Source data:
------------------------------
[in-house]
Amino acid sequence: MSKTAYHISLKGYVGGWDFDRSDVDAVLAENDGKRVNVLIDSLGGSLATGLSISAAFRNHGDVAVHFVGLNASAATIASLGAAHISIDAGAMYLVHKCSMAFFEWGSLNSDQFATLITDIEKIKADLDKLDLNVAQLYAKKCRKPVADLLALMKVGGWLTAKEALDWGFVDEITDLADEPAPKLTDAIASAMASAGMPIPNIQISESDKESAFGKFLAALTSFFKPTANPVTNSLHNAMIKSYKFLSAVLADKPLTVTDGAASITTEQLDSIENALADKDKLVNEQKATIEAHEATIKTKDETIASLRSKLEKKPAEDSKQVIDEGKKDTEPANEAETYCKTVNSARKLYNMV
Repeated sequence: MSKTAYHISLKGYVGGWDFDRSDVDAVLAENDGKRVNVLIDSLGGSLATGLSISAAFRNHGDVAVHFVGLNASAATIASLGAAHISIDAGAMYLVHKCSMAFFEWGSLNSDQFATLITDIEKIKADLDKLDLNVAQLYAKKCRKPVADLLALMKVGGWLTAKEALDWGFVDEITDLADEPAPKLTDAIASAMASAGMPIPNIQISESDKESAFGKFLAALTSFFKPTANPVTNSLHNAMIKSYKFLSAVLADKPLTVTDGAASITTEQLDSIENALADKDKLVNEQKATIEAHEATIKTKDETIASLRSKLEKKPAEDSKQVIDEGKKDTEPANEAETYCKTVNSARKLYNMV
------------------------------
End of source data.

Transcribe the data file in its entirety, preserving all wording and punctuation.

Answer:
[in-house]
Amino acid sequence: MSKTAYHISLKGYVGGWDFDRSDVDAVLAENDGKRVNVLIDSLGGSLATGLSISAAFRNHGDVAVHFVGLNASAATIASLGAAHISIDAGAMYLVHKCSMAFFEWGSLNSDQFATLITDIEKIKADLDKLDLNVAQLYAKKCRKPVADLLALMKVGGWLTAKEALDWGFVDEITDLADEPAPKLTDAIASAMASAGMPIPNIQISESDKESAFGKFLAALTSFFKPTANPVTNSLHNAMIKSYKFLSAVLADKPLTVTDGAASITTEQLDSIENALADKDKLVNEQKATIEAHEATIKTKDETIASLRSKLEKKPAEDSKQVIDEGKKDTEPANEAETYCKTVNSARKLYNMV
Repeated sequence: MSKTAYHISLKGYVGGWDFDRSDVDAVLAENDGKRVNVLIDSLGGSLATGLSISAAFRNHGDVAVHFVGLNASAATIASLGAAHISIDAGAMYLVHKCSMAFFEWGSLNSDQFATLITDIEKIKADLDKLDLNVAQLYAKKCRKPVADLLALMKVGGWLTAKEALDWGFVDEITDLADEPAPKLTDAIASAMASAGMPIPNIQISESDKESAFGKFLAALTSFFKPTANPVTNSLHNAMIKSYKFLSAVLADKPLTVTDGAASITTEQLDSIENALADKDKLVNEQKATIEAHEATIKTKDETIASLRSKLEKKPAEDSKQVIDEGKKDTEPANEAETYCKTVNSARKLYNMV